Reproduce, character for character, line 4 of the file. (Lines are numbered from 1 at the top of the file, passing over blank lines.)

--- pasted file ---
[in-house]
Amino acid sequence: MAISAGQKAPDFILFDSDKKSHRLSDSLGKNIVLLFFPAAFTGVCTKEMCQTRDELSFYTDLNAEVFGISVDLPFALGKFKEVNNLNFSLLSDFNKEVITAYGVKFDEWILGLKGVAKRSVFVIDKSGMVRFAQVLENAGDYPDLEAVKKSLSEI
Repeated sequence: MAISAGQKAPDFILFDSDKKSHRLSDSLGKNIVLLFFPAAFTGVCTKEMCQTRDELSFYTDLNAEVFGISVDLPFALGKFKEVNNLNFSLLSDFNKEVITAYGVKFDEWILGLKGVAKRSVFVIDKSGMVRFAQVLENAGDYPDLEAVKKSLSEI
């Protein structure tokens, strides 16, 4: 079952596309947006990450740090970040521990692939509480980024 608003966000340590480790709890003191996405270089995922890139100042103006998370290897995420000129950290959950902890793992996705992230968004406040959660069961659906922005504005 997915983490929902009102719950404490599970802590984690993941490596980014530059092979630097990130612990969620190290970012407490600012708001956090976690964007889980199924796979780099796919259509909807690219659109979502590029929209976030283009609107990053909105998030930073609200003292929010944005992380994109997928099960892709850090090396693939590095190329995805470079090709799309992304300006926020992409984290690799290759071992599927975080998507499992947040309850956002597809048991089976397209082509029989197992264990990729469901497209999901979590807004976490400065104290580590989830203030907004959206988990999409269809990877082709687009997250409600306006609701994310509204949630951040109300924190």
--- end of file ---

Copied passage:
């Protein structure tokens, strides 16, 4: 079952596309947006990450740090970040521990692939509480980024 608003966000340590480790709890003191996405270089995922890139100042103006998370290897995420000129950290959950902890793992996705992230968004406040959660069961659906922005504005 997915983490929902009102719950404490599970802590984690993941490596980014530059092979630097990130612990969620190290970012407490600012708001956090976690964007889980199924796979780099796919259509909807690219659109979502590029929209976030283009609107990053909105998030930073609200003292929010944005992380994109997928099960892709850090090396693939590095190329995805470079090709799309992304300006926020992409984290690799290759071992599927975080998507499992947040309850956002597809048991089976397209082509029989197992264990990729469901497209999901979590807004976490400065104290580590989830203030907004959206988990999409269809990877082709687009997250409600306006609701994310509204949630951040109300924190």